Over 60 years after Paris shut its famed maisons closes, or brothels, an MP from President Sarkozy's UMP party wants to legalise them again.
Chantal Brunel, who was appointed last month to head the national watchdog on sexual equality, argues that crime would be cut and sex workers would benefit from “sexual services centres” similar to those run by France's neighbours.
A national poll by the CSA agency found that 59% of the French public approved the reopening of regulated brothels that were a fixture of French life and culture until they were abolished in 1946.
The proposal was supported by 70% of men and 49% of women. Only 13% of women were opposed, with 38% undecided, according to the poll for Le Parisien newspaper.
“The idea is not to go back to the situation before 1946. I propose that we should consider the creation of places where the purchase of sexual services would be possible with medical, legal and financial protection,” Ms Brunel said. Her campaign is outlined in a book to be published this month and comes after controversial results from a previous attempt to curb prostitution.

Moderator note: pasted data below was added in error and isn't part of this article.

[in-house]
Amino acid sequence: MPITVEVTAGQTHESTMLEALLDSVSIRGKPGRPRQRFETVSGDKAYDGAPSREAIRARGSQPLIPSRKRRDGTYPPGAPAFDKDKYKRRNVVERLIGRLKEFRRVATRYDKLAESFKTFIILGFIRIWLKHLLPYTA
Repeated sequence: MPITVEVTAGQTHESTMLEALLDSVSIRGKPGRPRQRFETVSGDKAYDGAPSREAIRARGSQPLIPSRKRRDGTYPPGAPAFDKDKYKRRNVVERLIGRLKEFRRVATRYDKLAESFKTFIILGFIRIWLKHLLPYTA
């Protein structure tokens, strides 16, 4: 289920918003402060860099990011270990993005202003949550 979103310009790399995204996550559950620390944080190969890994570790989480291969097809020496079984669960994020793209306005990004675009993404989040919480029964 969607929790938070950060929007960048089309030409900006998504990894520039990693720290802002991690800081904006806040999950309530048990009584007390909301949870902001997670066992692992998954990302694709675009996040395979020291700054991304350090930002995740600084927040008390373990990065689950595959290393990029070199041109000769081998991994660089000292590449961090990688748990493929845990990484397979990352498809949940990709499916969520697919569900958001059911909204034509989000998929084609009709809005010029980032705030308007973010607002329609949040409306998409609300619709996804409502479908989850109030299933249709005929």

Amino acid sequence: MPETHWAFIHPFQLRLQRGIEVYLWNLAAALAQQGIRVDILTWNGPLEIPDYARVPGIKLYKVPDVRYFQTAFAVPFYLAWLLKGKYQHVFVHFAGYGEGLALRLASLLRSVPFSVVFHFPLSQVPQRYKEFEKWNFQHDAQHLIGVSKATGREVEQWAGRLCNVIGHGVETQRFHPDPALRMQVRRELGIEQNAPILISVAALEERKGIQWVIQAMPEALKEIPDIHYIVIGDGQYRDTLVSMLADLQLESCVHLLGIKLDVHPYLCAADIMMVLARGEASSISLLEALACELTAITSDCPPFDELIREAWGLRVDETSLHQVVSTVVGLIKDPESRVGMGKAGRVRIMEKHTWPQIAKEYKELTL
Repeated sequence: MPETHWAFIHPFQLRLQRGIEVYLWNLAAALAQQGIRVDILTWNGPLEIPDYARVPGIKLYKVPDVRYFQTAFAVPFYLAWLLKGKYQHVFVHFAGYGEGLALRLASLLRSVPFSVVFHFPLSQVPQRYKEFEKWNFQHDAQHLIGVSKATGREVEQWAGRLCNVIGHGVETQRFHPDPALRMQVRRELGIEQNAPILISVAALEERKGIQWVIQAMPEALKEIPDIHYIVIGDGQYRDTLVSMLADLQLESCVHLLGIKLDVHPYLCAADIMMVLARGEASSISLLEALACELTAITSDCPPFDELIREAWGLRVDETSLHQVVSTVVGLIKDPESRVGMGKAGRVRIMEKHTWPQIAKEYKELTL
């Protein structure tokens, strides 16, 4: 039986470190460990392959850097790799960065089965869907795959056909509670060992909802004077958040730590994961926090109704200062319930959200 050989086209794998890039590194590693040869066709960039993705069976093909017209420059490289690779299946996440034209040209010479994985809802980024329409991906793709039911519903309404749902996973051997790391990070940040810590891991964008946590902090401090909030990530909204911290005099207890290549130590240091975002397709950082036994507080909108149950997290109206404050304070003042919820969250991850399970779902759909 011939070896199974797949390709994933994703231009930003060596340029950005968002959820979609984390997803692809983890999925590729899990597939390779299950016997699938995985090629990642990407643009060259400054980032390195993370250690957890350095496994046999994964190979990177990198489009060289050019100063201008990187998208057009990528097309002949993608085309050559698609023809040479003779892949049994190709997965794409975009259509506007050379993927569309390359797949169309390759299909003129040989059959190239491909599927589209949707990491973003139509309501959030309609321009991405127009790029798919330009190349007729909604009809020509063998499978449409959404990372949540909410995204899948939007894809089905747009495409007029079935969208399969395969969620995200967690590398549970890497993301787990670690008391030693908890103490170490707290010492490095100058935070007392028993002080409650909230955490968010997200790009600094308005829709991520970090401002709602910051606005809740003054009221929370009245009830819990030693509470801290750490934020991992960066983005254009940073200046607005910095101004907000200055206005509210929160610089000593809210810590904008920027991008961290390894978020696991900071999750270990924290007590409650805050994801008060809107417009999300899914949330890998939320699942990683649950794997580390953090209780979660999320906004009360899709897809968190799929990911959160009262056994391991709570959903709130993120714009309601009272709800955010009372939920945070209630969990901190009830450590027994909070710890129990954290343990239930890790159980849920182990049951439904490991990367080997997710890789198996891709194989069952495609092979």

A tough law introduced by Mr Sarkozy in 2002, when he was Interior Minister, created an offence of “passive soliciting”, allowing police to charge any woman deemed by her appearance to be seeking custom in public, even if she makes no approach to potential clients.
The “Sarkozy law” has resulted in the removal of prostitutes — 80% of them foreigners — from the boulevards of Paris and other towns, driving them to more dangerous back streets.